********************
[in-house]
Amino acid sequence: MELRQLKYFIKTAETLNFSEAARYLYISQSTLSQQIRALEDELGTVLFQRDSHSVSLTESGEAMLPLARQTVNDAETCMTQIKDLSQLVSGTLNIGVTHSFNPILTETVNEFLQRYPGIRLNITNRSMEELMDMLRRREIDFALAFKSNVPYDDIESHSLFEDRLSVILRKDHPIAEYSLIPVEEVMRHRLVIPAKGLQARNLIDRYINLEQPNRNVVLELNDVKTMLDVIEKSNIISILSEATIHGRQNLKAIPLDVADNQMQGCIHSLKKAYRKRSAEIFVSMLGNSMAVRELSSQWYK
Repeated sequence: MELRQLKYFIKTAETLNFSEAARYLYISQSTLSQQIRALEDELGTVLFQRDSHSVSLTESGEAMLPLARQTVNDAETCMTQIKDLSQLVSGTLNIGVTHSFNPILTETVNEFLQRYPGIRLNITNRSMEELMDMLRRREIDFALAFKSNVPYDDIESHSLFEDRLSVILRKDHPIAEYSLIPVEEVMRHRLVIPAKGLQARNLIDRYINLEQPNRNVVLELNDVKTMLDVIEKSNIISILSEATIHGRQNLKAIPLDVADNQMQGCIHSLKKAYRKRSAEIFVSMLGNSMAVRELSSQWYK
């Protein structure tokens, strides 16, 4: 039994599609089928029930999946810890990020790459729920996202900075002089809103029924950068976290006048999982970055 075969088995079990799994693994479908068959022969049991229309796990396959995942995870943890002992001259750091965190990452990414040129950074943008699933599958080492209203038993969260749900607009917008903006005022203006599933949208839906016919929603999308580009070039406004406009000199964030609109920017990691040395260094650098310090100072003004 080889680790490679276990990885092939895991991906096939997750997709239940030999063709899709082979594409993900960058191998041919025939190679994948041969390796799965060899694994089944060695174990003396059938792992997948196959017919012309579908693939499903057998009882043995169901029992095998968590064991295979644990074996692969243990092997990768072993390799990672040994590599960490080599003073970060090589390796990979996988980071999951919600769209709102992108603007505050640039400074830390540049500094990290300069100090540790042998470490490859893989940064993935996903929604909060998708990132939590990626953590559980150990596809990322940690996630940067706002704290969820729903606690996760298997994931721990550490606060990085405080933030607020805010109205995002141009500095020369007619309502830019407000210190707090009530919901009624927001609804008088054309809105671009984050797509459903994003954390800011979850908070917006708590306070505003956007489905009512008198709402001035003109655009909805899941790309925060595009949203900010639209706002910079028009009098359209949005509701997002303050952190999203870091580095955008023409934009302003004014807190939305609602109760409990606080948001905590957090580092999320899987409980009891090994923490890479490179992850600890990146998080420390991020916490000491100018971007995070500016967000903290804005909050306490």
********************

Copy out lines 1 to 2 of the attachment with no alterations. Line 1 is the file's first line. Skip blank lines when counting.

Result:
[in-house]
Amino acid sequence: MELRQLKYFIKTAETLNFSEAARYLYISQSTLSQQIRALEDELGTVLFQRDSHSVSLTESGEAMLPLARQTVNDAETCMTQIKDLSQLVSGTLNIGVTHSFNPILTETVNEFLQRYPGIRLNITNRSMEELMDMLRRREIDFALAFKSNVPYDDIESHSLFEDRLSVILRKDHPIAEYSLIPVEEVMRHRLVIPAKGLQARNLIDRYINLEQPNRNVVLELNDVKTMLDVIEKSNIISILSEATIHGRQNLKAIPLDVADNQMQGCIHSLKKAYRKRSAEIFVSMLGNSMAVRELSSQWYK